The Last Word



This month my hubby, Sam, and I will celebrate our 34th anniversary.  Wow, where DID the time go?  In 1978 he not only made this long-term commitment to me, but also to my two kids who were six and eight at the time.



Part of the women’s movement at that period was the expectation that men would take on household duties equal to those of the woman.  As I look back now I’m pretty amazed that we were both naive and optimistic enough to expect such enormous changes in a society where the woman’s role as caretaker and the man’s role as bread winner were so entrenched.



Now 30+ years later studies show that in fact there have been shifts in attitudes about the role of men, particularly as fathers.



“Fathers are no longer seen as just providers or occasional babysitters, but as actively engaged in their children’s emotional and daily lives, down to their routine care,” says Lauren Rinelli McClain, an assistant professor of sociology at Savannah State University.



A recent study at Ohio State University reported that men who are involved in their children’s lives in meaningful ways have lower incidences of depression, substance abuse and other risky behaviors.  Study subjects also reported better physical health.



And in terms of children’s well-being, studies show that steady emotional involvement of fathers results in lower anxiety levels in kids.



However, in their roles as husbands, men still have difficulty with intimacy; that old cultural training to be independent, not needy, is hard to break.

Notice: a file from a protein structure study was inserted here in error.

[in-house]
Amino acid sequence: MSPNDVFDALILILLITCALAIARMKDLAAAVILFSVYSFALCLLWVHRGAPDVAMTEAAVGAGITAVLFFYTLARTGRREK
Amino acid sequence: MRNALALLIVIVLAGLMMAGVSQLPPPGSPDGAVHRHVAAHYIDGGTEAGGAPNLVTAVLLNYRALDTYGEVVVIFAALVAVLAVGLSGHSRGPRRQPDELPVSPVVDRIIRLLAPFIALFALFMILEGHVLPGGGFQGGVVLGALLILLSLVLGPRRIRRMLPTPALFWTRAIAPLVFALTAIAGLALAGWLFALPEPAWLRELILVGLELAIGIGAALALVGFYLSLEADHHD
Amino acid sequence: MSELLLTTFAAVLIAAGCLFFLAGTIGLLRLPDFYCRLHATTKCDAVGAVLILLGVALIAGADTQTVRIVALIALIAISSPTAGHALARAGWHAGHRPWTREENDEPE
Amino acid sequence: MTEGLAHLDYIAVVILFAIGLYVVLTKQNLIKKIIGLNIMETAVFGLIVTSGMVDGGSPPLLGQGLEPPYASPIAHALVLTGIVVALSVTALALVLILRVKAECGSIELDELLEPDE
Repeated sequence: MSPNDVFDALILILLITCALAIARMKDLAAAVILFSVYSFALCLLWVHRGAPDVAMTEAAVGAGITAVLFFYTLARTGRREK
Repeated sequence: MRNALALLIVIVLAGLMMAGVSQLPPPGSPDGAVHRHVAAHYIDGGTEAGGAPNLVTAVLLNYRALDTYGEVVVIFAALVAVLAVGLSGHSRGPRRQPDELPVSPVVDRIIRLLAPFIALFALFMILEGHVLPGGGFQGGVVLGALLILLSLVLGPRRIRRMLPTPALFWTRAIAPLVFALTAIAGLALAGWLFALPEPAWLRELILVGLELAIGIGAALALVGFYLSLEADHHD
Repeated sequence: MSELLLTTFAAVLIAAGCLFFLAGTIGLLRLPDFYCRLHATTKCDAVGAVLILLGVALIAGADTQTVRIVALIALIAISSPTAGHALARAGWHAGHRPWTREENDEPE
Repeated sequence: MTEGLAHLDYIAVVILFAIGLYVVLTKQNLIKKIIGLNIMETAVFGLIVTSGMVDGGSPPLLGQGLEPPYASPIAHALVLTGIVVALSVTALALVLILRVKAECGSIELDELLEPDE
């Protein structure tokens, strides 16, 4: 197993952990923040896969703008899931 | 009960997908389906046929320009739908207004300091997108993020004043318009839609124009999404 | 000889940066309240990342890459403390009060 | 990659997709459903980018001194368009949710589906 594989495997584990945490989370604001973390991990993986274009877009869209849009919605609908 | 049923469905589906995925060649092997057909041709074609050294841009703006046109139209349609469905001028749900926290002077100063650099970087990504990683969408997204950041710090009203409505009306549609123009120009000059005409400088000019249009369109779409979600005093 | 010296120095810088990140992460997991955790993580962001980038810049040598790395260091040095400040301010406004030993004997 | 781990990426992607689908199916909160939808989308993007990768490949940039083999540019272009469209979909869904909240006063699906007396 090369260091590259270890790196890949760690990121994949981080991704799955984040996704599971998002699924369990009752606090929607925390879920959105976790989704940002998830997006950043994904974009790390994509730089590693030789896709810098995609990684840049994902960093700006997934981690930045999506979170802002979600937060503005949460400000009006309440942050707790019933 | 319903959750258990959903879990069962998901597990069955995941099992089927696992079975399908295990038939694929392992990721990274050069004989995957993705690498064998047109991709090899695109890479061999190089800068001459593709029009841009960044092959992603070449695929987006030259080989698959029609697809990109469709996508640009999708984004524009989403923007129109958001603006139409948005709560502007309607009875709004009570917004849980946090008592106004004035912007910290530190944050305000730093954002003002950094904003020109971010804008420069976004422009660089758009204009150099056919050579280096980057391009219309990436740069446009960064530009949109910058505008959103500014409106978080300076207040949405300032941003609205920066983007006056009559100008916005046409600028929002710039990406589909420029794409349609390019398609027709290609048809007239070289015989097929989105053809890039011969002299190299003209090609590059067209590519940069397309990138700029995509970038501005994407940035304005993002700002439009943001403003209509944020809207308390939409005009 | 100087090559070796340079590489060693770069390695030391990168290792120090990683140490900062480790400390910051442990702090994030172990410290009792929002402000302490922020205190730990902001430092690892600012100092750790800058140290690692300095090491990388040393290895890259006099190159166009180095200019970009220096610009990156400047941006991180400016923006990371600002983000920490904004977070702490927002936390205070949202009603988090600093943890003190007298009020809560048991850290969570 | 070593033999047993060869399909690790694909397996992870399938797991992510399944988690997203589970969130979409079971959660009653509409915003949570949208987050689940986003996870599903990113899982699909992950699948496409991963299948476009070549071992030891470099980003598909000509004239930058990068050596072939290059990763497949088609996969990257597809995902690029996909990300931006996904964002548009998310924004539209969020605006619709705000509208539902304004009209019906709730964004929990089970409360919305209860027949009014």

Men also are now experiencing what women have long struggled with:  trying to do it all, or have it all.  The Family and Work Institute recently found an acceleration in “work-family conflicts” with 60% of respondents saying it was an issue in 2008 (up from 35% in 1977).



Dr. Scott Coltrane of the University of Oregan speculates that American culture may be on its way to phasing out the gendered roles of “husband and wife” and “father and mother” and replacing them with the functional roles of “spouse and parent.”



Finally, there are major changes taking place in the institution of marriage itself.  The number of men who already have children before marriage nearly doubled in the 2000s over the previous decade.



With fathers who don’t ever marry the mothers of their children, a high proportion say they want to be involved in raising their child; the mothers also want the father’s involvement even when they are not in a romantic relationship with each other.



Wonderful changes that should lead to healthier children and stronger relationships of all kinds.

Sandi Tomlin-Sutker
Written by Sandi Tomlin-Sutker